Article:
Thursday, October 29, 2015

"This Is The Girl" - Thoughts on Mulholland Dr.

Nightmares, betrayal, twisted romance, murder and a Hollywood dream deferred - all concepts of Mulholland Dr., one of David Lynch's most hypnotic and darkest films. In addition to being one of my personal favorites from David's collection, Mulholland Dr. also embodies, in a deeply mysterious and haunting way, the tragic pain of having your hopes crushed by the Hollywood machine. Sprinkled with moments of levity and visual panache, Mulholland Dr. takes the viewer on a journey that is both strangely beautiful and wonderfully disturbing.

I had the pleasure of being invited by --> Twin Peaks Unwrapped to discuss this terrific film, which is the inspiration for this post. You can listen to the podcast here --> Podcast 21 Mulholland Dr.

My Thoughts on Mulholland Dr:

I was fortunate to see Mulholland Dr. in a great little independent film theater near where I live when it first came out. At the time I wasn't sure what I was in for. In fact during that first watch I don't think it fully hit me. I was lost in each scene, in a good way, and I'm not sure the dream logic fully resonated at first. However I watched it again some months later when it came on DVD and then it hit me all at once. Once the film connected in my mind, I remember thinking how brilliant I thought it was. 

 I feel confident saying now that I think roughly 70% of the film is a dream that Diane is having after having decided to kill her ex girlfriend. I believe her dream represents an idealized version of her romance with Rita/Camilla as well as her subconscious struggling to come to terms with her murderous behavior. After the opening credits role, which plays along a cryptic jitterbug dancing scene, the camera pans across a bed and leads up to a pillow. You can hear someone breathing and then there is darkness. I think this clearly demonstrates someone falling asleep. From there the viewer is transported into Diane's mind where she becomes Betty, a different and arguably better version of herself.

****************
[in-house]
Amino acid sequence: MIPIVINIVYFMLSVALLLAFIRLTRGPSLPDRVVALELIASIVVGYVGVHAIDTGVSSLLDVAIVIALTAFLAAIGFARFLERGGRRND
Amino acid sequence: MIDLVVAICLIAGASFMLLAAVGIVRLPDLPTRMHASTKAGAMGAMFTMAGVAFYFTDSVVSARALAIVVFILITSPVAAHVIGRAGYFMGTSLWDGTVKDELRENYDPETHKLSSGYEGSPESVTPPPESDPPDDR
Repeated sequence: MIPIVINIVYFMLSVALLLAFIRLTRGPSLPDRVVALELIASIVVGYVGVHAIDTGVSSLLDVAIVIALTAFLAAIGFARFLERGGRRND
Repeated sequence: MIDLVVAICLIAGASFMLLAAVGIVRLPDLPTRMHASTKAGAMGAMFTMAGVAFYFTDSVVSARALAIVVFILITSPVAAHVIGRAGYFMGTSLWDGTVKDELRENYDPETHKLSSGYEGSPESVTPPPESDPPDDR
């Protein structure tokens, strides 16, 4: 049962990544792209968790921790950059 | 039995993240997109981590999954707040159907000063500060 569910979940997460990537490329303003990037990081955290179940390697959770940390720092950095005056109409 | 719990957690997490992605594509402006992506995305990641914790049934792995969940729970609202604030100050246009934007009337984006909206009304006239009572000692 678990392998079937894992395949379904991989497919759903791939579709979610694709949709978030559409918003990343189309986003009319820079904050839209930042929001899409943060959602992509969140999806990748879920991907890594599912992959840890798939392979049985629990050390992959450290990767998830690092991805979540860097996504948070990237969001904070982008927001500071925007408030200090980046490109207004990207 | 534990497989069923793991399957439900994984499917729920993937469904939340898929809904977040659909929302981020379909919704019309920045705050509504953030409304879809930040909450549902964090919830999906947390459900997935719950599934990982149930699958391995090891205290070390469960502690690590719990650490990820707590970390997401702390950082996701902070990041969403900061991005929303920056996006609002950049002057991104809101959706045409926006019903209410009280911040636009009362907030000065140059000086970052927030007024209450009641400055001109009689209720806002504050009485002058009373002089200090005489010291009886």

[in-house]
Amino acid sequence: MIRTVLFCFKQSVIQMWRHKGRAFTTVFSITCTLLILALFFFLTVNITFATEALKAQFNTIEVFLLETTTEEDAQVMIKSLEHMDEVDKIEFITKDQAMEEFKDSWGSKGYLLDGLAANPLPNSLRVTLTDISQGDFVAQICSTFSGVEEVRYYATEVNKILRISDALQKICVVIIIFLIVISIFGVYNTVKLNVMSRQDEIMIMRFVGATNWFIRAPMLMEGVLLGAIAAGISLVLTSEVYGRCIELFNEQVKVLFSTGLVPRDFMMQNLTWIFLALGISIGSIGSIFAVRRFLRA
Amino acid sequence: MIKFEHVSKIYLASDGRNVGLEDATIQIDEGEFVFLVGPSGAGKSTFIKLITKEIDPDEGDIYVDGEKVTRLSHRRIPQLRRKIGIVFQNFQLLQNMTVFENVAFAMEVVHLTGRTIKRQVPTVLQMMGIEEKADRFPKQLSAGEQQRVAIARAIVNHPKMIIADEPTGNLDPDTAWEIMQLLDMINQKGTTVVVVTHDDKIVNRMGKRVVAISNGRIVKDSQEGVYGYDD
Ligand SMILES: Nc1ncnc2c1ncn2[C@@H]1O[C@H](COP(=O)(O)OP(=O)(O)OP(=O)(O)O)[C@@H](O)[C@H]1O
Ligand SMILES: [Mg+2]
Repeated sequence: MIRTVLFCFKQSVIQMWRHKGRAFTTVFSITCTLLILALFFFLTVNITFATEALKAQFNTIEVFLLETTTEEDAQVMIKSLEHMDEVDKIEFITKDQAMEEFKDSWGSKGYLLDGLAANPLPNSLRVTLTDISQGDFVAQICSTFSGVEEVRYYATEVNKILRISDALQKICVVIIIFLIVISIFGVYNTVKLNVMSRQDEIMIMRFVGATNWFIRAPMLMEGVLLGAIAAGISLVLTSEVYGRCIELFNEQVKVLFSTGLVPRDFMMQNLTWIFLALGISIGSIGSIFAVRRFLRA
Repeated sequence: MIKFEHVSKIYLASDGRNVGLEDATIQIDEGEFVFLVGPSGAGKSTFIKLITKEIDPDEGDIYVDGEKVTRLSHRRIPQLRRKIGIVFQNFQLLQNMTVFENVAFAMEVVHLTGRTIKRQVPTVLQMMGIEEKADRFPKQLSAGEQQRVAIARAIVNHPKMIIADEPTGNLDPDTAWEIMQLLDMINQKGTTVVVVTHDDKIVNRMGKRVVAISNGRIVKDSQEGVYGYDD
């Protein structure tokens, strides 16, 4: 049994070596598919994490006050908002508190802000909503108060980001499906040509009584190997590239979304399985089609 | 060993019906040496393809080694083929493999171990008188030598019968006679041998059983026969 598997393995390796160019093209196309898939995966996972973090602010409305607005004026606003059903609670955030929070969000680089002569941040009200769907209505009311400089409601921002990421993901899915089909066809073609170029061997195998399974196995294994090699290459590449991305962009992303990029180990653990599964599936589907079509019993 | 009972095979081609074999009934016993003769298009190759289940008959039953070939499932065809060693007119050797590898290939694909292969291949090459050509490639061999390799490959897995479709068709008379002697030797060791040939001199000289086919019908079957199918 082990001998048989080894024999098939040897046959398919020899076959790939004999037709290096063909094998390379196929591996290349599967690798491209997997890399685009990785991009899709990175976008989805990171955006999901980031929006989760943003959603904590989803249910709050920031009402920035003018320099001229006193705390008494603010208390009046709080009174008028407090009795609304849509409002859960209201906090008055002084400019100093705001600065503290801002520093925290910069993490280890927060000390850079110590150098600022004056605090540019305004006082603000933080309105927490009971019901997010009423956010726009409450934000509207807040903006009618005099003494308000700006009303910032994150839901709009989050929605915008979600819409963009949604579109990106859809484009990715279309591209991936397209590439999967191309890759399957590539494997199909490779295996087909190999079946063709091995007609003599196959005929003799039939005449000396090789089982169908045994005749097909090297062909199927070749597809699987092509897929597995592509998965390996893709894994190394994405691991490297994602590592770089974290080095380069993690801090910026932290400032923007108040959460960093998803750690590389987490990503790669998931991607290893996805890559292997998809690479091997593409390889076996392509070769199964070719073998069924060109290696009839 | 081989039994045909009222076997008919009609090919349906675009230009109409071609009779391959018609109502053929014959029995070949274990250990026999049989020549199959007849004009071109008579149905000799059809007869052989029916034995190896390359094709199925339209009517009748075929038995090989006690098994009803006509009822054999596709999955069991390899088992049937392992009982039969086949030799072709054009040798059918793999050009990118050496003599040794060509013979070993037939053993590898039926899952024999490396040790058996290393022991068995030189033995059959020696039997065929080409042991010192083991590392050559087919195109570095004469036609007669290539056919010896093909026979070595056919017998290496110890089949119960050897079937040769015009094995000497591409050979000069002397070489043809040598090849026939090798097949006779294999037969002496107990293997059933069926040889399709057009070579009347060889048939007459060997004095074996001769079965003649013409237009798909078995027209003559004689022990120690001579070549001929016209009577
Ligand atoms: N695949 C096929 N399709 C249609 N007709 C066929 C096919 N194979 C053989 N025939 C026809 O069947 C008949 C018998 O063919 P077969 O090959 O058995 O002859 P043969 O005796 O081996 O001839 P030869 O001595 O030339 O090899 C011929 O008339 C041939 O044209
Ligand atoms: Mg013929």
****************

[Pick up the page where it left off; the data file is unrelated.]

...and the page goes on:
In Diane's dream, Betty arrives at LAX ready to become a star and is full of hope. She has a plan to stay at her aunt's charming apartment and even an audition arranged for her to read for a film role. Betty comes to California full of optimism and is accompanied by an elderly couple who chatted with her on the plane. They wish her well and then she takes cab to start her new life. When she gets to the apartment, Betty finds a naked woman in the shower and assumes it's her aunt's friend. However it turns out that Rita, a name she chooses after seeing a picture of Rita Hayworth on the wall, is actually a victim of a car accident who took refuge in fear when she lost her memory. Rita is confused and distraught so Betty takes pity on her and decides to try to help her figure out who she really is. Along the way they become intimate and Betty falls in love.

Paralleling the girl's story is Adam, a promising young film director whose latest project is coming under a bizarre mob-esque influence to choose a specific girl for the lead role. At first Adam is quite resistant, but after finding his wife in bed with another man (Billy Ray Cyrus) and having his finances frozen, followed by a strange encounter with a man known only as "The Cowboy" Adam changes his mind. Betty and Adam's story connect when she sees him at the studio. Adam has just chosen the correct girl, named Camilla Rhodes, right as Betty finished an intense audition where she acted her heart out. Betty sees Adam from across the studio and they lock eyes. From there Betty goes to get Rita and they go exploring the apartment of Diane Selwyn. After breaking into the apartment, Betty and Rita discover the rotting corpse of a dead woman. The sight traumatizes Rita. She then becomes afraid to go outside without a blonde wig on as a disguise. Later that night the girls end up making love and Betty tells Rita she's in love with her. After they fall asleep. At 2 am, Rita awakes from an apparent sleep trance yelling, "Silencio!" Rita then insists that Betty come with her somewhere.

The girls take a cab to a mysterious theater called Silencio, where all the performances are an illusion. They watch intently as a variety of acts dazzle them with musical tricks referred to as No Hay Banda, which means there is no band. It leads to the final act, also my favorite scene from the film, where a woman lip syncs in a powerful performance before collapsing. The girls are overcome with emotion at the scene. Watch here -- > Llorando After Betty takes the blue box out from her purse. Later Rita, sporting her blonde wig, takes the blue key from her bag of money (we later learn this bag of money was used in Diane's real life to pay off a hit man) Rita then uses the key to open the box. I think it's significant that she is alone in this scene, because when she turns the key there is only blackness inside the box. I think by the time Rita begins wearing the blonde wig her identity is melding with Betty's, because I think in Betty's dream the dead body in Diane Selwyn's apartment is actually a representation of Camilla. The act of turning the key and opening the box essentially suggests that having Camilla killed is going to lead Diane to destruction. Then Rita drops the box on the floor and the film cuts to a scene of the Cowboy telling Diane that it's time to get up.